Of course, it’s almost always female artists being attacked and censored in this way – shouldn’t our publicly-funded museums and theatres be supporting female artists and artists from ethnic minorities, instead of censoring them? Clearly we are moving towards a Nazi-style definition of “Degenerate Art” and these curators in Birmingham are all too happy to collaborate. What was wrong with a warning notice of partial-nudity at the entrance for the super-sensitive? This would still allow mature and sensible people to see the work – the story behind the censored photograph sounded fascinating and humane, and very worthy of being seen, judging by the artist’s description.

    This is a craven act by the gallery, and as pointed out in an earlier post, insidous and deeply disturbing.

    Is this to be a permanent policy from now on?

    Please keep us posted on their explanation – if any is forthcoming.

  11. Bilal Patel says:

    I don’t understand why the withdrawal of one painting is causing such a fuss. If it is linked to Islamic art, then there are rules about what is permissible for art in Islam. If not, then there would be no complaint about showing the painting.

    If you categorise something then you introduce rules about whether it fits that category or not. As such, can you rightly argue that something is censorship when in fact, it does not fall under a particular category?

    I think this is much hot air over nothing, as usual.

  12. Andy Gilmour says:

    Bilal,

    What an impressively spurious argument. On what basis are the museum hierarchy claiming the authority to censor this artist’s work? For censorship it most definitely is.

    You state that: “There are rules about what is permissable for art in Islam”

    Small point of fact – we don’t live in an Islamic state. This publically-owned museum is not bound by any supernaturally-derived set of arbitrary ‘moral’ standards.

    If the photographer (assuming she is a muslim…which she may not be?) has broken these “rules”, then that’s a matter for her own personal conscience, and those that control orthodoxy in her faith…if they choose to perform the muslim equivalent of excommunication, then that’s up to them. They have, however, no legal right to deprive that artist from expressing their views, or displaying their work. Nor to prevent the rest of us from viewing it.

    Oh, and by the way, just in case you hadn’t bothered to check any of the facts, the work in question is a PHOTOGRAPH, not a painting. Does Islam have rules regarding censoring the depicting of reality, hmmm?

    Supernaturalist is as supernaturalist does, once again.

  13. Tina says:

    Hey before you all jump the bandwagon, the exhibition is called ART AND ISLAM so obviously anything every artist should think about whats appropriate in that title!

    No offence but that artist should have known better .

  14. Andy Gilmour says:

    Tina, er…and so a Muslim artist is not allowed to question these arbitrary “rules” imposed by certain interpreters of that brand of supernaturalism?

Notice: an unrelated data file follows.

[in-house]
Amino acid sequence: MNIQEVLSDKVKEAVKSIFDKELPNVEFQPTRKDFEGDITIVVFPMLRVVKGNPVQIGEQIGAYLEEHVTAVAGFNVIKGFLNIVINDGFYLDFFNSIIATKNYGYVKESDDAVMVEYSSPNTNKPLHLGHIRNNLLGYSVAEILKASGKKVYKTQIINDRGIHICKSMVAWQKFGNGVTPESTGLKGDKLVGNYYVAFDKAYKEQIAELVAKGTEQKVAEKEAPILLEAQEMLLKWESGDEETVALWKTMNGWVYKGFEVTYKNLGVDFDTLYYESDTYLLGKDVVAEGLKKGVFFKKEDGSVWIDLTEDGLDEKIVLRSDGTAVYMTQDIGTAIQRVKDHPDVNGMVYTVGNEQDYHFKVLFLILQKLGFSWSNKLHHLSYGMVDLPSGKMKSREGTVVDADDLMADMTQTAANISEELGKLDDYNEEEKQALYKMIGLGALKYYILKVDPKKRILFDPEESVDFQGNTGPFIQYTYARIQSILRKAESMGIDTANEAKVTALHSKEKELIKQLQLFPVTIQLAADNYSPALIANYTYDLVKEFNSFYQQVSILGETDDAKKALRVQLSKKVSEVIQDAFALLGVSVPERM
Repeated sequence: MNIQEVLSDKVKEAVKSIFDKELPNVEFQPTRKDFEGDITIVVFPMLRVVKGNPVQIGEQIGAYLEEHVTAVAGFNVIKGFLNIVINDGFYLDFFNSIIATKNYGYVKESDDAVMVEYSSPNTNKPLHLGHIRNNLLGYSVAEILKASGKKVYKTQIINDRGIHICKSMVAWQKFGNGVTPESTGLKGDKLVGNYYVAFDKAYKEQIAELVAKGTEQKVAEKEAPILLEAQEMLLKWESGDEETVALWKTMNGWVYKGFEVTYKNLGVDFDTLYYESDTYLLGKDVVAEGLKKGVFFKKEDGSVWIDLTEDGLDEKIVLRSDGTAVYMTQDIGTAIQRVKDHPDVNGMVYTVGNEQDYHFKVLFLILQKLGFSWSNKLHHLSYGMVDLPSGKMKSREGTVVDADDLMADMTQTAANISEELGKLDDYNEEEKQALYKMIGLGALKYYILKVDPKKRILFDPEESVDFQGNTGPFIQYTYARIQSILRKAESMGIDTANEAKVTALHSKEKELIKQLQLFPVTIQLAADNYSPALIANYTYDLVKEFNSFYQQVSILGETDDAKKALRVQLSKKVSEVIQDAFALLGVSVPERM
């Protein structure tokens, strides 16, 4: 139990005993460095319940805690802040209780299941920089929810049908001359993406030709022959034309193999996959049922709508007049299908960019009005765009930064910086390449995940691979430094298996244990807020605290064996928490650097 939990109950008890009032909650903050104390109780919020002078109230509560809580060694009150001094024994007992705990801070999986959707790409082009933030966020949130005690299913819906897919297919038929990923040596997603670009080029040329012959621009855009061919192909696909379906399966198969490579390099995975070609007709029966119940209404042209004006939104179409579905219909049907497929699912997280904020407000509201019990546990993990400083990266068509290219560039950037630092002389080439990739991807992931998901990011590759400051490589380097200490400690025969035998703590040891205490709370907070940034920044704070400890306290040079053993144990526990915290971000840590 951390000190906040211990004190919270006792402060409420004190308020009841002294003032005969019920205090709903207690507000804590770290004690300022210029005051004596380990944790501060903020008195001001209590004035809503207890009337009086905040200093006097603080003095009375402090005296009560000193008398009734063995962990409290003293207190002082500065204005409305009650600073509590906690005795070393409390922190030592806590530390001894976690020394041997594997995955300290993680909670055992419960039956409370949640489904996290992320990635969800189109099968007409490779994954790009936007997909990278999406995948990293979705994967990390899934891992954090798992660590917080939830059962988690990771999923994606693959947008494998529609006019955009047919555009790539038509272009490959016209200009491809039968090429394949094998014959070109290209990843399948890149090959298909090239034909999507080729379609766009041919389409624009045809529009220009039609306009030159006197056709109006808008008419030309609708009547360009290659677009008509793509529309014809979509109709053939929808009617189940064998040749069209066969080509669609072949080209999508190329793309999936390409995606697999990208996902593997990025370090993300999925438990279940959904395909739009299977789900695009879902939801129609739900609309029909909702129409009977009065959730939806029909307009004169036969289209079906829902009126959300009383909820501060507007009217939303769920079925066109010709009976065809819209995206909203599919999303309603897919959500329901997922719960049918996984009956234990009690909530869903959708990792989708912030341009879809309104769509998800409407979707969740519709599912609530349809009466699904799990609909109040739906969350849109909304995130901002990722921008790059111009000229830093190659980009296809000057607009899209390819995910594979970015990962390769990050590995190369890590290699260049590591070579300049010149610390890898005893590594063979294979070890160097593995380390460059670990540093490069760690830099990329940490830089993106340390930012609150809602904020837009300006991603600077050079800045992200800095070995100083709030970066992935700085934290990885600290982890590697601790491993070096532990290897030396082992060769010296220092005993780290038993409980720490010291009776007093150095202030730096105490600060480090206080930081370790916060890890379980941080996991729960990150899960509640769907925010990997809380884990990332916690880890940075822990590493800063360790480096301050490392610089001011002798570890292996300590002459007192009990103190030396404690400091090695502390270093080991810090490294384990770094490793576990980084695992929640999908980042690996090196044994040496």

Assuming you’re interested(!), the phrase “Art and Islam” is not synonymous with “Islamic Art”, or “Only Art that is approved by certain Islamic groups”. Sorry to disappoint you, but I think that in this case, the artist clearly DOES know better. She certainly seems to have a superior grasp of the language. :-)

    And just to extend your argument for a moment, does that go for all supernaturalists, of any persuasion? They have to follow all of the dogma, without question, all of the time, or face their actions being censored by a publically-funded, non-supernaturalist body – even though there is no legal provision for that censorship?

  15. Sara says:

    Andy Gilmore,
    Do u even know what you are arguing for here?.. it seems that you wish to argue only for the sake arguing ahainst Islamic beliefs and not for any censorship of art. For your information, the semi-naked woman depicted in the picture suffered from mental illness, a poor homeless woman with nowhere to go to but to seek refuge at a bus shelter. What about informed consent? What about the fact that the woman is not in a position to give her consent for such a demeaning picture of herself being taken. Theres not just the rights of the artists or even ART that are to be considered – or even justified.

  16. Sara says:

    Furthermore, if you read above you will see clearly that it is you, and your friends Jay & Andy A etc that come across as fanatics enhancing the needless controversy. People like you like to cause trouble and see trouble develop.. grow up!! The muslims get offended when someone attacks their religion with ridiculous illustrations.. On the other hand, people like you have the audacity to get offended when someone with enough courtesy and wisdom tries to prevent anything that will cause outrage to a group of people. In this sense the muslims still have a reason for their outrage, yet you have no reason for outrage coz your not the one targeted so neither should you be offended if another group of people isnt targeted!